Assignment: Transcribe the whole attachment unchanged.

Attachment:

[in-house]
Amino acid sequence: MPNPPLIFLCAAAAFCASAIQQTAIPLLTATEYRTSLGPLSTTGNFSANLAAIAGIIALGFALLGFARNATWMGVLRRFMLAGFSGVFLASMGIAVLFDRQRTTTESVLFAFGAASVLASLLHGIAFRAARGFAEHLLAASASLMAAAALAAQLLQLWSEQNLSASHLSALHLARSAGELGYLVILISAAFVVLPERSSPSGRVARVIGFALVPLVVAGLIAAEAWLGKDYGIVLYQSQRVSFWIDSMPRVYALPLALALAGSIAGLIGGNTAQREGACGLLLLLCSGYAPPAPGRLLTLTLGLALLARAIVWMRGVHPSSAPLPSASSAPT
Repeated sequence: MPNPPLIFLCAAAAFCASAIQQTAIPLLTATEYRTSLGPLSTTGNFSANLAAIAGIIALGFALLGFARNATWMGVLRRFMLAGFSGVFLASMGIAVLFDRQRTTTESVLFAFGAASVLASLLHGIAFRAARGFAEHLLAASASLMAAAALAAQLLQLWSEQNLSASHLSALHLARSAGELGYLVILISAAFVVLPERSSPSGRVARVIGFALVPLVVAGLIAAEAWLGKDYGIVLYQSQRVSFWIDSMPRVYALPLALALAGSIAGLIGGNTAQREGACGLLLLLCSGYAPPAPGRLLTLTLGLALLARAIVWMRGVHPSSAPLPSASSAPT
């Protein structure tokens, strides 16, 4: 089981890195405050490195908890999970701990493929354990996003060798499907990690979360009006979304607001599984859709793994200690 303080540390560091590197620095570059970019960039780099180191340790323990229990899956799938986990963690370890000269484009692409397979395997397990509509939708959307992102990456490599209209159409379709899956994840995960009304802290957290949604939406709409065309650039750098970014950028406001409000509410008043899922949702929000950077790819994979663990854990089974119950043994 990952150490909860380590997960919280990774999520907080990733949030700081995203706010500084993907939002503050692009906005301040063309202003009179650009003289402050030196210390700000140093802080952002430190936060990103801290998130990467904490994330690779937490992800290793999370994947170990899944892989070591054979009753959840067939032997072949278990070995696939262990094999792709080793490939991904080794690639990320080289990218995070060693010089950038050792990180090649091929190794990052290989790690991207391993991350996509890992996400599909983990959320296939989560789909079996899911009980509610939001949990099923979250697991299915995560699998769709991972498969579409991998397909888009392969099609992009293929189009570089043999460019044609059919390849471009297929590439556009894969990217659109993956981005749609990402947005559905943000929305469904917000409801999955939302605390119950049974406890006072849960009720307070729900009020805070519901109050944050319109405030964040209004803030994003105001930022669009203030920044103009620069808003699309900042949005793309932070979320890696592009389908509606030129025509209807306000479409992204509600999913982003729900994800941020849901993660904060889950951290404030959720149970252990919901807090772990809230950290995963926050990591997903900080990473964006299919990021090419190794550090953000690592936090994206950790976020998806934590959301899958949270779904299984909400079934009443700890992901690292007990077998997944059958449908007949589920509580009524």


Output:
[in-house]
Amino acid sequence: MPNPPLIFLCAAAAFCASAIQQTAIPLLTATEYRTSLGPLSTTGNFSANLAAIAGIIALGFALLGFARNATWMGVLRRFMLAGFSGVFLASMGIAVLFDRQRTTTESVLFAFGAASVLASLLHGIAFRAARGFAEHLLAASASLMAAAALAAQLLQLWSEQNLSASHLSALHLARSAGELGYLVILISAAFVVLPERSSPSGRVARVIGFALVPLVVAGLIAAEAWLGKDYGIVLYQSQRVSFWIDSMPRVYALPLALALAGSIAGLIGGNTAQREGACGLLLLLCSGYAPPAPGRLLTLTLGLALLARAIVWMRGVHPSSAPLPSASSAPT
Repeated sequence: MPNPPLIFLCAAAAFCASAIQQTAIPLLTATEYRTSLGPLSTTGNFSANLAAIAGIIALGFALLGFARNATWMGVLRRFMLAGFSGVFLASMGIAVLFDRQRTTTESVLFAFGAASVLASLLHGIAFRAARGFAEHLLAASASLMAAAALAAQLLQLWSEQNLSASHLSALHLARSAGELGYLVILISAAFVVLPERSSPSGRVARVIGFALVPLVVAGLIAAEAWLGKDYGIVLYQSQRVSFWIDSMPRVYALPLALALAGSIAGLIGGNTAQREGACGLLLLLCSGYAPPAPGRLLTLTLGLALLARAIVWMRGVHPSSAPLPSASSAPT
């Protein structure tokens, strides 16, 4: 089981890195405050490195908890999970701990493929354990996003060798499907990690979360009006979304607001599984859709793994200690 303080540390560091590197620095570059970019960039780099180191340790323990229990899956799938986990963690370890000269484009692409397979395997397990509509939708959307992102990456490599209209159409379709899956994840995960009304802290957290949604939406709409065309650039750098970014950028406001409000509410008043899922949702929000950077790819994979663990854990089974119950043994 990952150490909860380590997960919280990774999520907080990733949030700081995203706010500084993907939002503050692009906005301040063309202003009179650009003289402050030196210390700000140093802080952002430190936060990103801290998130990467904490994330690779937490992800290793999370994947170990899944892989070591054979009753959840067939032997072949278990070995696939262990094999792709080793490939991904080794690639990320080289990218995070060693010089950038050792990180090649091929190794990052290989790690991207391993991350996509890992996400599909983990959320296939989560789909079996899911009980509610939001949990099923979250697991299915995560699998769709991972498969579409991998397909888009392969099609992009293929189009570089043999460019044609059919390849471009297929590439556009894969990217659109993956981005749609990402947005559905943000929305469904917000409801999955939302605390119950049974406890006072849960009720307070729900009020805070519901109050944050319109405030964040209004803030994003105001930022669009203030920044103009620069808003699309900042949005793309932070979320890696592009389908509606030129025509209807306000479409992204509600999913982003729900994800941020849901993660904060889950951290404030959720149970252990919901807090772990809230950290995963926050990591997903900080990473964006299919990021090419190794550090953000690592936090994206950790976020998806934590959301899958949270779904299984909400079934009443700890992901690292007990077998997944059958449908007949589920509580009524």